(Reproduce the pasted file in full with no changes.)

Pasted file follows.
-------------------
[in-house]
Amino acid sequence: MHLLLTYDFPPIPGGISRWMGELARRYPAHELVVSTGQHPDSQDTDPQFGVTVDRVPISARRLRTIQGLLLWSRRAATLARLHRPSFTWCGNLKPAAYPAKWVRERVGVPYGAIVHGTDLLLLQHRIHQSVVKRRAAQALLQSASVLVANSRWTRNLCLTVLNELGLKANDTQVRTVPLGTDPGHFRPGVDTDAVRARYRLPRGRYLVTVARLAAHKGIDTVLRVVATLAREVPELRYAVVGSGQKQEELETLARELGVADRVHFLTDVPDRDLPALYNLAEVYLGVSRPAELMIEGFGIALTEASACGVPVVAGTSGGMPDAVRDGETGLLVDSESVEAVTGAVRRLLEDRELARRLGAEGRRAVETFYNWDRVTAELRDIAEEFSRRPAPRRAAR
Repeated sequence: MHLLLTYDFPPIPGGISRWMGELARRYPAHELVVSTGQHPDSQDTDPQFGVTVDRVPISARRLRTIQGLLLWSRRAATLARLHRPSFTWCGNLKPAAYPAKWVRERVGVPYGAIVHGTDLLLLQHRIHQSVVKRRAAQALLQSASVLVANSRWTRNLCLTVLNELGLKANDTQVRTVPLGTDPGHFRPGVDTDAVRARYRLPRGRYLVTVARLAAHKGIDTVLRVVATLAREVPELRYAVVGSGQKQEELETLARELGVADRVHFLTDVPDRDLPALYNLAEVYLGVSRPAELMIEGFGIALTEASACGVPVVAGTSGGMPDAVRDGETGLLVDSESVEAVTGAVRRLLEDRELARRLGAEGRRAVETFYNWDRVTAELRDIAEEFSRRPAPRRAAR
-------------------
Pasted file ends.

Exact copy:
[in-house]
Amino acid sequence: MHLLLTYDFPPIPGGISRWMGELARRYPAHELVVSTGQHPDSQDTDPQFGVTVDRVPISARRLRTIQGLLLWSRRAATLARLHRPSFTWCGNLKPAAYPAKWVRERVGVPYGAIVHGTDLLLLQHRIHQSVVKRRAAQALLQSASVLVANSRWTRNLCLTVLNELGLKANDTQVRTVPLGTDPGHFRPGVDTDAVRARYRLPRGRYLVTVARLAAHKGIDTVLRVVATLAREVPELRYAVVGSGQKQEELETLARELGVADRVHFLTDVPDRDLPALYNLAEVYLGVSRPAELMIEGFGIALTEASACGVPVVAGTSGGMPDAVRDGETGLLVDSESVEAVTGAVRRLLEDRELARRLGAEGRRAVETFYNWDRVTAELRDIAEEFSRRPAPRRAAR
Repeated sequence: MHLLLTYDFPPIPGGISRWMGELARRYPAHELVVSTGQHPDSQDTDPQFGVTVDRVPISARRLRTIQGLLLWSRRAATLARLHRPSFTWCGNLKPAAYPAKWVRERVGVPYGAIVHGTDLLLLQHRIHQSVVKRRAAQALLQSASVLVANSRWTRNLCLTVLNELGLKANDTQVRTVPLGTDPGHFRPGVDTDAVRARYRLPRGRYLVTVARLAAHKGIDTVLRVVATLAREVPELRYAVVGSGQKQEELETLARELGVADRVHFLTDVPDRDLPALYNLAEVYLGVSRPAELMIEGFGIALTEASACGVPVVAGTSGGMPDAVRDGETGLLVDSESVEAVTGAVRRLLEDRELARRLGAEGRRAVETFYNWDRVTAELRDIAEEFSRRPAPRRAAR